It must be emphasized that when considering the role of C-MAC videolaryngoscope in securing an airway for patients requiring emergency intubation, an important fact that a device can provide 2 options of direct and video laryngoscopy cannot be neglected. That is, when one option at the first attempt fails, the intubators can immediately switch to another option to successfully complete the intubation without having to make a second attempt.41,42 This unique feature of C-MAC device is significantly different from the angulated videolaryngoscopes, such as C-MAC D-Blade and Glidescope devices which can only provide the videolaryngoscopic option. Given that no algorithm can reliably predict the difficult emergency intubation with direct or video laryngoscopy prior to intubation and emergency patients do not allow multiple intubation attempts,50,51,75 we argue that the use of C-MAC videolaryngoscope with 2 options as a main device for emergency intubation may be a safe procedure and should be used as the first-line device in all emergency intubations. A recent meta-analysis of observational, retrospective and randomized data comparing video versus direct laryngoscopy for orotracheal intubation in the ICU patients shows that the first-attempt success is twice as likely to occur with the use of a videolaryngoscope.40 Furthermore, a largest propensity-matched analysis comparing video and direct laryngoscopy in the ICU to date demonstrates a higher odds of first-attempt success and a lower incidence of complications with videolaryngoscopy.76 Thus, some emergency medicine airway experts have called that videolaryngoscopy should replace direct laryngoscopy for tracheal intubation in all emergency patients.16,50,51,68,77,78
However, clinicians should bear in mind that no single device can offer a solution to all airway conditions. The C-MAC videolaryngoscope provides a high intubation success rate, but does not give a 100% success rate.33,41,46 To manage airway conditions expeditiously and safely, the practitioners must master the several different airway devices and techniques. Furthermore, any difficult airway management strategy, including videolaryngoscopes must include a contingency plan for failure.79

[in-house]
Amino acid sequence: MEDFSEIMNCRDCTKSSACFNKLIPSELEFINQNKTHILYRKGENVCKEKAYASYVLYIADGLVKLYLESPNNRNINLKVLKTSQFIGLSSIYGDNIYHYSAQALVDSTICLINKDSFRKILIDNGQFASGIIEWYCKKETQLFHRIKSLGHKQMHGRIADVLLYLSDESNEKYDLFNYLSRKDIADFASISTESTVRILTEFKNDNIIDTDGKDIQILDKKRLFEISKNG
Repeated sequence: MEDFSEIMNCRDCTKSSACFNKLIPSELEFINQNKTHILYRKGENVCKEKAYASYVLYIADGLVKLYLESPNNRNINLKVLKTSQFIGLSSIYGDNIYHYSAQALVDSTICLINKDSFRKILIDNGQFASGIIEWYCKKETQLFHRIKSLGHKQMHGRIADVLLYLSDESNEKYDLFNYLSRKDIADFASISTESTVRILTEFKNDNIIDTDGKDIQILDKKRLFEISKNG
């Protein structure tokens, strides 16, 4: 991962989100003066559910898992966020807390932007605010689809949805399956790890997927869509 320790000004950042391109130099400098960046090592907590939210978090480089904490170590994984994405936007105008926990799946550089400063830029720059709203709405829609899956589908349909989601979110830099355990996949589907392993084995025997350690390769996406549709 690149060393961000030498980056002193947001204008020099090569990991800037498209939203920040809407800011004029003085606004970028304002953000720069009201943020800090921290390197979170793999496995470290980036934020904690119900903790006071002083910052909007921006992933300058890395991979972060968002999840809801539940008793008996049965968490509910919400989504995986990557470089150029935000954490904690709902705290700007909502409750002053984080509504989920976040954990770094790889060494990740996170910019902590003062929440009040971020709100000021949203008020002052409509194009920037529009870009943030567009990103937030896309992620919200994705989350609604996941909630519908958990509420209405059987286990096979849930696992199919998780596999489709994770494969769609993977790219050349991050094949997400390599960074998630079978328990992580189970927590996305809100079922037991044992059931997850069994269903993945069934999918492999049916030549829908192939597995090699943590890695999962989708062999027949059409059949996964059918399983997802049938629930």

Finally, there are some limitations of this review. First, there are high heterogeneity among included studies, such as levels of intubators’ experience and skill with the studied devices, intubation strategies and definitions of primary outcomes. Second, none of the RCTs included in this review is a double-blinded study because it is impossible to make the intubators unaware of the devices they would use for intubation. Third, most of the studies have a small sample size and patients have different airway conditions. Fourth, many studies on difficult and emergency intubations only assess differences in intubation variables between C-MAC videolaryngoscope and direct laryngoscope, but do not evaluate the clinical outcomes, such as morbidity and mortality of patients. Thus, it is unclear whether favorable effect of C-MAC videolaryngoscope on intubation outcomes can be translated to clinical benefits. These factors may complicate the interpretation for clinical performance of C-MAC videolaryngoscope.
A unique feature of C-MAC videolaryngoscope with a Macintosh blade is its ability to provide both the options of direct and video laryngoscopy in the same device. It makes the use of C-MAC videolaryngoscope very appealing. As yet, the roles of C-MAC videolaryngoscope in airway management and education have been well established by published literatures. The available evidence supports that C-MAC videolaryngoscope can be used as a primary intubation tool, particularly when the intubators have less experience of airway management and preoperative airway screening suggests intubation difficulty. It may improve patient safety by avoiding unnecessary intubation attempts and facilitate learning of both direct and video laryngoscopy. Thus, the advent of C-MAC videolaryngoscope expands the armamentarium for health care providers who are involved in airway management. However, the biggest impediment to the widespread use of this device is likely to be the cost, as it is one of currently most expensive videolaryngoscopes. Furthermore, the introduction of C-MAC device in clinical practice must be accompanied by formal training programs in normal and difficult airway managements.
FS Xue made substantial contributions to acquisition of data and interpretation of data, drafted and revised this manuscript, and is responsible for this manuscript. HX Li, YY Liu and GZ Yang made substantial contributions to acquisition of data and interpretation of data, and helped write the manuscript. All authors had read and approved the final manuscript.
The authors report no conflicts of interest in this work.
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Karl Storz GmbH & Co. KG, Tuttlingen, Germany. Available from: http://www.karlstorz.de/cps/rde/xchg/SID-E5A329DA-B9AE794B/karlstorz-en/hs.xsl/9549.htm. Accessed May 4, 2017.